NC State Adds Torin Dorn Dorn was the Conference USA Freshman of the Year, averaging 12.0 points and 3.7 rebounds per game for Charlotte. He will have to sit out the 2015-16 season, but helps to set up NC State with significant backcourt talent for years to come with West Virginia transfer Terry Henderson also coming on board this season.
Keyshawn Woods To Wake Forest Speaking of Charlotte transfers, Keyshawn Woods will be heading to Wake Forest. Woods averaged 8.4 points per game as a freshman, and like Torin Dorn will have three seasons of eligibility after sitting out 2015-16. The reality is that Wake Forest's first realistic shot at the NCAA Tournament under Danny Manning will likely come in 2016-17 anyway, and Woods will be a significant part of that push.
Dayton Picks Up Josh Cunningham The 6'7" forward averaged 7.9 points and 7.5 rebounds per game as a freshman at Bradley this past season. He'll have to sit out 2015-16, but then will have three years of eligibility remaining. Dayton was the smallest team in the NCAA Tournament this past season, and while Archie Miller picked up some size this past offseason, he certainly needs more. Cunningham should be a significant contributor when he becomes eligible.
Washington Lands Noah Dickerson We're just about done with the 2015 recruiting class, but Noah Dickerson was probably the biggest name left on the market (unless you count Thon Maker). He was originally committed to Florida but left after Billy Donovan left. With the loss of Nigel Williams-Goss and Jernard Jarreau, Lorenzo Romar has been desperately looking for new additions as his coaching seat gets ever warmer. It's hard to expect too much from a true freshman who isn't a one-and-done level talent, but Dickerson should be a significant contributor right away.
Wednesday, June 10, 2015
The above video is one of my favorites on Youtube. It's by Ted Berg, a baseball writer. The premise of the video is simple: weird things happen in small sample sizes.
When the sports media debates analytics, they like to frame it as stats vs scouting (this is the way that Boston Globe morons like to frame it, for example). But this is nonsense. Statistics and scouting must go hand-in-hand. And what matters is significance.
What this means is that over very small sample sizes, statistics don't really tell us anything. If a guy goes 1-for-2 on three-pointers in a game, this tells us basically nothing about whether he is a good shooter or not. In that case, I'd like to see what a scout says about the way he shoots. But as the sample size increases, data becomes very valuable. If a guy attempts 200 three-pointers in a season and hits them at a 42% clip, this is fairly good evidence that he is a good shooter. It's possible he's just a 34% shooter who got lucky over a 200 shot sample, but it's unlikely. At that point, does the data correlate with the scouting? If not, that warrants further investigation.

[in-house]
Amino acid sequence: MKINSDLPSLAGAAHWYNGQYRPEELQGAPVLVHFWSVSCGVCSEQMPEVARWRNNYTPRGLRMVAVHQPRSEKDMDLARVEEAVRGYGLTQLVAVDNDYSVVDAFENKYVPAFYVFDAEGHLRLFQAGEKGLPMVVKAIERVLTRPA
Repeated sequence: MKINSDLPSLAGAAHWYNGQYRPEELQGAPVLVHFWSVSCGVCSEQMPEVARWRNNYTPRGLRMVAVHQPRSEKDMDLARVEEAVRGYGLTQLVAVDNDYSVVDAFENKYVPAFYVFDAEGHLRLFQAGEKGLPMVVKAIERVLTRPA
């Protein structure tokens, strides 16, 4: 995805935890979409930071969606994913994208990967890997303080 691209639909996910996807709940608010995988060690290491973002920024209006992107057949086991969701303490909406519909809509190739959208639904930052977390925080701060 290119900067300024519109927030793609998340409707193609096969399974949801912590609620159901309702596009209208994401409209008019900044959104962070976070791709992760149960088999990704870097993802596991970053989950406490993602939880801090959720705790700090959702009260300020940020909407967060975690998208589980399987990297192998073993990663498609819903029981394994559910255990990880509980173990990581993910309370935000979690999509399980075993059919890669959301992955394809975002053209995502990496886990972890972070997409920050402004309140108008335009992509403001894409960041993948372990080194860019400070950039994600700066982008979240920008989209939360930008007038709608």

A lot of work has been done on data significance in baseball. For example, this classic from almost eight years ago attempts to quantify how many at-bats are required for a hitter or pitcher's stats in baseball to become statistically meaningful.
The driving story of the NBA Finals so far, which the heavily favored Golden State Warriors are losing two games to one, is that the Warriors have shot poorly. After the first two games, where Steph Curry shot poorly, the popular narrative was that Curry's big fall late in the Western Conference Finals was severely hampering him:
Stephen Curry regular season #s: 48% FG, 44% 3FG Since the fall in Houston: 35% FG, 27% 3FGA https://t.co/1dKhnQkWik pic.twitter.com/idZkZ3ZEAH— Jason McIntyre (@jasonrmcintyre) June 8, 2015
It's official, we've got a #narrative that Steph Curry is missing 3s because of his fall. It'll be forgotten when he's 7/13 on 3s tomorrow.— Jeff (BPredict) (@BPredict) June 8, 2015
The Delly Effect pic.twitter.com/ZAGbuiOs9I— ESPN (@espn) June 10, 2015
Dellavedova was so tired/beat up, he didn't defend Curry throughout the 4th. Curry went off https://t.co/yfewLo9BZv https://t.co/e77Et4BkSv— Jason McIntyre (@jasonrmcintyre) June 10, 2015
Anyway, certainly it's true that scouting suggests that the Cavs played good defense in Game 3. And Dellavedova looked like he did a great job defensively as well. But do the numbers back that up?
Well, as soon as you start looking at the numbers you realize how comically small the sample sizes are that we are looking at. Warriors players who Dellavedova was defending in Game 3 attempted 16 shots. They were 3/8 on threes and 1/8 on mid-range jumpers, with no attempts near the hoop. This is a little bit of evidence of good defense, but also clearly small sample size data that will regress. For example, every NBA team allowed opposing teams to hit mid-range jumpers at a rate of somewhere between 37% and 41% this past season. If we look at individual players, the lowest FG% allowed on mid-range jumpers for players defending at least 300 mid-range shots was 32%, done by both Anthony Davis and Draymond Green. Marc Gasol was third best at 33%. So is Dellavedova's 13% mid-range jumper defense in one game meaningful? No.